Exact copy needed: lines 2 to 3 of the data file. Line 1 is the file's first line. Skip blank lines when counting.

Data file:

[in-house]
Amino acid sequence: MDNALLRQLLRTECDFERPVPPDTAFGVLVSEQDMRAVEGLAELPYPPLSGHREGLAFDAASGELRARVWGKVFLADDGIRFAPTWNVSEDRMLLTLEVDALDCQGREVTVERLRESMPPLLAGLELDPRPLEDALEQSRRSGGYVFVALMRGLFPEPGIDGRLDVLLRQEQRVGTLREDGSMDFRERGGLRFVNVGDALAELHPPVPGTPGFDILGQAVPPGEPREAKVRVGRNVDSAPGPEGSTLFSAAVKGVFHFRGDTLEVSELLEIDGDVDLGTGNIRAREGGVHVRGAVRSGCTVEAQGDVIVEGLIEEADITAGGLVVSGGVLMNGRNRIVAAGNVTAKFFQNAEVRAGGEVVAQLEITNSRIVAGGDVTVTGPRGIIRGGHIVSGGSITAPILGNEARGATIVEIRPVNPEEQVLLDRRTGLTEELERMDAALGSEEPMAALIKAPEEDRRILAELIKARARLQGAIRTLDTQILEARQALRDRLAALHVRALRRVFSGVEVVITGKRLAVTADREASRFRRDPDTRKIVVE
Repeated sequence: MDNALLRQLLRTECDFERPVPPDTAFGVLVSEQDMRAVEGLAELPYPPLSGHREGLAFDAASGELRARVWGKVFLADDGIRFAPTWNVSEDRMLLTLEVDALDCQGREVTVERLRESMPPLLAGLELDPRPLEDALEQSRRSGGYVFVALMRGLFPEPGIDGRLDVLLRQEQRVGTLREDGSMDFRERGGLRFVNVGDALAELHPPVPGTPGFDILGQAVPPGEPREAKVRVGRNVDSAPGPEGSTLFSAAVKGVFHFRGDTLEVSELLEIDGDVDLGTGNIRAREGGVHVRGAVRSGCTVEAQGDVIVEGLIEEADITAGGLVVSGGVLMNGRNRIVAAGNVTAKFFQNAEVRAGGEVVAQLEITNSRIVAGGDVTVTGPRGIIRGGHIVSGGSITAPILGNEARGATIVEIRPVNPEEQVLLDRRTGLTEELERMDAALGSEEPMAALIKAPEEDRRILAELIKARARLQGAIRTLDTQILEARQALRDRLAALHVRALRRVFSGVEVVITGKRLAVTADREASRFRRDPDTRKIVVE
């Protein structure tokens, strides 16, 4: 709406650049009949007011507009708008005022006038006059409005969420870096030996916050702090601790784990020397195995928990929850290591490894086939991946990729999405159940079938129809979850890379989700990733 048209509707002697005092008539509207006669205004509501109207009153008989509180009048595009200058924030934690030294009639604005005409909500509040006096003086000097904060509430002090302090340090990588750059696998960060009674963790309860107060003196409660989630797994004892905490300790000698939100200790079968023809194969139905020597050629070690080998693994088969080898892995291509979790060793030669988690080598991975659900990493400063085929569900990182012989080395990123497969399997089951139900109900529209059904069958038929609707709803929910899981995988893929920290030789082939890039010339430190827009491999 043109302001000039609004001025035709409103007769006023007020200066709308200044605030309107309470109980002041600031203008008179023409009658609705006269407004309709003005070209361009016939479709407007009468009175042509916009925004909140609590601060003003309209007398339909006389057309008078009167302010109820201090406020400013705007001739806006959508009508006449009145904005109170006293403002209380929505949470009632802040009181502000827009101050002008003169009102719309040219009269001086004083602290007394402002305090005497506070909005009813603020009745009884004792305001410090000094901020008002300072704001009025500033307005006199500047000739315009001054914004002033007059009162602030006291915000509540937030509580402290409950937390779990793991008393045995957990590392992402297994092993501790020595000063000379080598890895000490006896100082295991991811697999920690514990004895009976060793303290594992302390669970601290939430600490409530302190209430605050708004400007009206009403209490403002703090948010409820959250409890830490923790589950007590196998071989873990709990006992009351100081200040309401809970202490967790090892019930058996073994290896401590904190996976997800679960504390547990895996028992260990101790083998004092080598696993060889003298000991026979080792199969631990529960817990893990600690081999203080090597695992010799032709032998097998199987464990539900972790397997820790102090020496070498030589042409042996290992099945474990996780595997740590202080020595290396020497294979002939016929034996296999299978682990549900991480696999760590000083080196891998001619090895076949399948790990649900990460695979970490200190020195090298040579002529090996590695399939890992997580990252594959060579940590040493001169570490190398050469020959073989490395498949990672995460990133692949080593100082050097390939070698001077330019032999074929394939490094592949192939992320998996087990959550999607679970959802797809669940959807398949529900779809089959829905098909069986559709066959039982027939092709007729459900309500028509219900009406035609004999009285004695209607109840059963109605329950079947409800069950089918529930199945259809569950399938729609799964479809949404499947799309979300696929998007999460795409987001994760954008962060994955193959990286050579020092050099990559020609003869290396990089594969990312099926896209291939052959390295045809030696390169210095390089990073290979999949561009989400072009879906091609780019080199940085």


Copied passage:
Amino acid sequence: MDNALLRQLLRTECDFERPVPPDTAFGVLVSEQDMRAVEGLAELPYPPLSGHREGLAFDAASGELRARVWGKVFLADDGIRFAPTWNVSEDRMLLTLEVDALDCQGREVTVERLRESMPPLLAGLELDPRPLEDALEQSRRSGGYVFVALMRGLFPEPGIDGRLDVLLRQEQRVGTLREDGSMDFRERGGLRFVNVGDALAELHPPVPGTPGFDILGQAVPPGEPREAKVRVGRNVDSAPGPEGSTLFSAAVKGVFHFRGDTLEVSELLEIDGDVDLGTGNIRAREGGVHVRGAVRSGCTVEAQGDVIVEGLIEEADITAGGLVVSGGVLMNGRNRIVAAGNVTAKFFQNAEVRAGGEVVAQLEITNSRIVAGGDVTVTGPRGIIRGGHIVSGGSITAPILGNEARGATIVEIRPVNPEEQVLLDRRTGLTEELERMDAALGSEEPMAALIKAPEEDRRILAELIKARARLQGAIRTLDTQILEARQALRDRLAALHVRALRRVFSGVEVVITGKRLAVTADREASRFRRDPDTRKIVVE
Repeated sequence: MDNALLRQLLRTECDFERPVPPDTAFGVLVSEQDMRAVEGLAELPYPPLSGHREGLAFDAASGELRARVWGKVFLADDGIRFAPTWNVSEDRMLLTLEVDALDCQGREVTVERLRESMPPLLAGLELDPRPLEDALEQSRRSGGYVFVALMRGLFPEPGIDGRLDVLLRQEQRVGTLREDGSMDFRERGGLRFVNVGDALAELHPPVPGTPGFDILGQAVPPGEPREAKVRVGRNVDSAPGPEGSTLFSAAVKGVFHFRGDTLEVSELLEIDGDVDLGTGNIRAREGGVHVRGAVRSGCTVEAQGDVIVEGLIEEADITAGGLVVSGGVLMNGRNRIVAAGNVTAKFFQNAEVRAGGEVVAQLEITNSRIVAGGDVTVTGPRGIIRGGHIVSGGSITAPILGNEARGATIVEIRPVNPEEQVLLDRRTGLTEELERMDAALGSEEPMAALIKAPEEDRRILAELIKARARLQGAIRTLDTQILEARQALRDRLAALHVRALRRVFSGVEVVITGKRLAVTADREASRFRRDPDTRKIVVE